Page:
Concerns remain for Minnesota teachers as questions loom on fall planning for schools

A day after Governor Walz announced he will leave it up to districts to decide on fall plans for their schools, teachers say they still have plenty of concerns about returning to in-person instruction in the fall.

"I’ve tried to resign myself to just be relaxed about it," said social studies teacher Mark Westpfahl. "And as the press conference went on is when I started to get a little more agitated because I wanted to know the details."

In the day that has followed the governor’s announcement on the fall learning plan, middle school teacher Mark Westpfahl’s not feeling much calmer.

"Just some of those uncertainties and not being able to control a lot of those factors, that’s what made me just go back and forth in this realm of emotions," he says.

There are still many questions he’s running through in his mind.

"Are we delivering content every day, are we delivering it every other day, how do we do social-emotional learning?" asked Westpfahl.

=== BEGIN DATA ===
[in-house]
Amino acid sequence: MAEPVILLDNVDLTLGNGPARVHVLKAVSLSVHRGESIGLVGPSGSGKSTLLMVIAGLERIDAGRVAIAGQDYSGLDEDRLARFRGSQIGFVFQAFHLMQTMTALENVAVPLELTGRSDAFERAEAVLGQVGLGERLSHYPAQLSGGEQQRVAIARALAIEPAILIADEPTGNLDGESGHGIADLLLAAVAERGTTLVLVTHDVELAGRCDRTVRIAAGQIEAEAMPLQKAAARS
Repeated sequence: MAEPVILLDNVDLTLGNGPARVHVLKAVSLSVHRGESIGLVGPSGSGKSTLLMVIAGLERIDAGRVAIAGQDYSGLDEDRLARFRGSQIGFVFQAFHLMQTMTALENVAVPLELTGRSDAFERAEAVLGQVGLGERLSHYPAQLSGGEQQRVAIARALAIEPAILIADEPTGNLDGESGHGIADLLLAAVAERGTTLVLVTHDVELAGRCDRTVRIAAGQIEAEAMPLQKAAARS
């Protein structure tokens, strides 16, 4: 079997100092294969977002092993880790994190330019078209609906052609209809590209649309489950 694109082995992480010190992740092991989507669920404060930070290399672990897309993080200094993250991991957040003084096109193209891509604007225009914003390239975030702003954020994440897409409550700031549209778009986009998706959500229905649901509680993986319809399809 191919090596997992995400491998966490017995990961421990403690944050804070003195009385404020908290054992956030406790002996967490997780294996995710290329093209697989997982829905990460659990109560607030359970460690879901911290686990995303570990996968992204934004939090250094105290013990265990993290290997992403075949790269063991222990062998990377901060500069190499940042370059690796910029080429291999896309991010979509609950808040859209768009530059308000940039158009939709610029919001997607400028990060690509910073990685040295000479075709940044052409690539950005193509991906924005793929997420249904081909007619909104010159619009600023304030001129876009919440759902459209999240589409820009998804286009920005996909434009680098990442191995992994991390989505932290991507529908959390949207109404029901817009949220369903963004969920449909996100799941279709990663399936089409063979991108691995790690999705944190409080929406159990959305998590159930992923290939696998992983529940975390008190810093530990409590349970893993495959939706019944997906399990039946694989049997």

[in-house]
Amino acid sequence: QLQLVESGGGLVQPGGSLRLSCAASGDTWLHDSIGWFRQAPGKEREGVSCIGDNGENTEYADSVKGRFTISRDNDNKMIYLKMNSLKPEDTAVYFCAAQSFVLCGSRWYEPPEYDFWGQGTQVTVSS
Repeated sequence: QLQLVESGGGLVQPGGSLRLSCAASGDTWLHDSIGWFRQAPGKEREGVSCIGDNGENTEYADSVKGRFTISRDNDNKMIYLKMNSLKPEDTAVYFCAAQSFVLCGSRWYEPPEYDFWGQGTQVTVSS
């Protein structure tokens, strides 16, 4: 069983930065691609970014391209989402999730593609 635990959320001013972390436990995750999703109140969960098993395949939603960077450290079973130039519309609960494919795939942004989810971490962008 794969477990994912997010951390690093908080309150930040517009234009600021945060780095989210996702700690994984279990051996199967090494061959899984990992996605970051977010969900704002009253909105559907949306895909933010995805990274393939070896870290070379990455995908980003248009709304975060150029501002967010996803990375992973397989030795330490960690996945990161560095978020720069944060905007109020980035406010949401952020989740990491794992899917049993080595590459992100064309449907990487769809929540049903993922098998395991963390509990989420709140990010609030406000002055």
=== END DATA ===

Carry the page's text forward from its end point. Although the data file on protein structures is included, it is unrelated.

Elementary school teacher and coach Omar McMillan is still sorting through it all as well.

"I was probably more confused after the announcement than I was before the announcement because they kind of left still a lot of unanswered things," said McMillan.

While student safety is top of mind, he wants to make sure their academics and mental health isn’t left behind.

"What can we do to give each kid the best possible learning because I think we identified with the distance learning is that things aren’t equitable," said McMillan.

He points out really everything will be different for kids and teachers moving forward.

"So when we’re going back to school with all the things that have happened with the pandemic, with the George Floyd situation, the murdering," he said. "We’re dealing with not only the COVID-19 but dealing with the social justice piece as well. So there's no way we can go back to school teaching the same way prior to the whole pandemic outbreak."